Et tu, Mr. Lott? A modern day Brutus
Fifty years have passed since I sat in Mr. J. R.Pennington’s English class and studied William Shakespeare’s classic play, Julius Caesar. Like many of my friends, I resisted Mr. Pennington’s instruction as diligently as any 15 year old could, but through it all, I could tell that Mr. Pennington really liked the play. He talked about the “life lessons” that could be learned from reading this tragedy, and he pointed out daily how individuals can be betrayed by their friends. Ambition and envy threw the Roman Empire into civil war because of the actions of a so-called colleague, and
Caesar lay dead, his body mutilated with lethal knife wounds, all delivered by his valued associates.
Caesar had no reason to distrust Brutus. They were long-standing allies, and Caesar considered his friend a valuable confidante. But on the Ides of March, Brutus and a small band of conspirators, including Cassius, surrounded Caesar as he entered the Roman Senate and assassinated him. Just before he breathed his last breath, Caesar is reported to have uttered these fateful words: “Et tu Brute?” Translated that means, “You too, Brutus?”
How could his loyal friend be a part of a plot so sinister and so deadly? Caesar took these thoughts to his grave never knowing why Brutus had betrayed him. It is said that when Caesar saw his friend wielding the knife, he stopped resisting his fate and simply accepted death. This betrayal
was more than Caesar could comprehend or understand. Brutus’ plan had succeeded. He, along with the other assassins, had killed their leader – and friend.
Julius Caesar was a dictator, a Roman strong man, but there are lessons we can draw from this tragedy. For reasons that I cannot comprehend, the United States of America is under attack by its socalled friends, and at the rate we are going, the nation will die from a “thousand wounds.” Every day, we read or see on TV another attack on this country, its people, capitalism, the free market, and the U. S. Constitution.
One such attack is being led by one of Mississippi’s favorite sons, ex-senator Trent Lott.
The Law of the Sea Treaty, a proposal that has languished in the United Nations since President Reagan was in office, has reared its ugly head. This treaty, if approved by the Senate, has “been heavily influenced by the New International Economic Order, a set of economic principles first formally advanced at the United Nations Conference on Trade and Development. The agenda called for “fairer” terms of trade and development financing for the so-called under-developed and developing nations. Another way the New International Economic Order has been described is ‘redistributionist’.” Have you heard this term before?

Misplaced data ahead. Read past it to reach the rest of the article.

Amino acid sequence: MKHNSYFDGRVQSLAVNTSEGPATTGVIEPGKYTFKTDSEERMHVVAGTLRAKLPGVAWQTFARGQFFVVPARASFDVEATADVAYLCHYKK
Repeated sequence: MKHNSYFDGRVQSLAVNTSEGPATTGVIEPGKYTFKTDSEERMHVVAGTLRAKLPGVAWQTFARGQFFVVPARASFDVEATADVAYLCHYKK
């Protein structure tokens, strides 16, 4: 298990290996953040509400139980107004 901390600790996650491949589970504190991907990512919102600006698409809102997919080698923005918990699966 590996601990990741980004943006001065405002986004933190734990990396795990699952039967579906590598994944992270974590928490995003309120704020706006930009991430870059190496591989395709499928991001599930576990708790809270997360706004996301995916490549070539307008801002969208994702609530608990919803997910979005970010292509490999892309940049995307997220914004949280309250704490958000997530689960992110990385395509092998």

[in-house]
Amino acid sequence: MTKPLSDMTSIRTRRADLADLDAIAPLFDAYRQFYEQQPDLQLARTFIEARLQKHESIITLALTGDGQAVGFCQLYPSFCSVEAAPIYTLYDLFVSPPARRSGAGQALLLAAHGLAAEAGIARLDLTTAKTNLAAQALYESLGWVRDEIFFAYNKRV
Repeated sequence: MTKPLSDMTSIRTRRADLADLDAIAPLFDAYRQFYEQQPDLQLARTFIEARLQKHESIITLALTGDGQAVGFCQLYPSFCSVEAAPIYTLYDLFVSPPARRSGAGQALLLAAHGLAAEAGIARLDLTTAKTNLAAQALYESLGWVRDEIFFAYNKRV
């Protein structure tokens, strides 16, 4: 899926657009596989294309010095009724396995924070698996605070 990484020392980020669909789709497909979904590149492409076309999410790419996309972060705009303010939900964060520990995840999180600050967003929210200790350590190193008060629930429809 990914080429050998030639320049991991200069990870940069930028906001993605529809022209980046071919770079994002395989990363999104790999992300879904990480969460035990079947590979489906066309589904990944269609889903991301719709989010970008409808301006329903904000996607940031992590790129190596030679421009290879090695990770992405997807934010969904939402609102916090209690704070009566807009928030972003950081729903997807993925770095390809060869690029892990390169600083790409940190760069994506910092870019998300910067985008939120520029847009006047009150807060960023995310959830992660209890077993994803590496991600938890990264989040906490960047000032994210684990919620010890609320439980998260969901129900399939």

This treaty is bad news for Americans since it will require that royalties be paid to the United Nations for minerals, oil for example, taken out of the ocean. Also, if the temperature of the oceans should rise onetenth of one-degree, then the United Nations has the power to mandate a carbon tax, shut down factories,
and in general, control the economy of any nation perceived to be causing “global warming.”
As a Senator, Trent Lott opposed this treaty. Like Ronald Reagan, he knew that if a treaty of this type were ever approved by the U. S. Senate, then the United States would become a third world economic power almost overnight. In effect, we would lose our sovereignty. While still a U. S. Senator, Lott said, “First of all, I am absolutely convinced it undermines U. S. sovereignty. Secondly, I think it would create a huge U. N. bureaucracy.” You know this is a bad deal for America when John Kerry, the arrogant and elitist Senator from Massachusetts supports it.
According to reports filed this year, Lott is partnering with former U. S. Senator John Breaux of Louisiana, a certified “Democrat progressive,” to promote the passage of this corrupt treaty. The firm is being paid $80,000 by Shell Oil Company and $30,000 by Pike Associates. It just seems to me that this is such a small
amount of money to sell out one’s country.
I see a lot of Brutus in Trent Lott, and, like Caesar, it is very hard for me to believe. “Et tu, Trent?”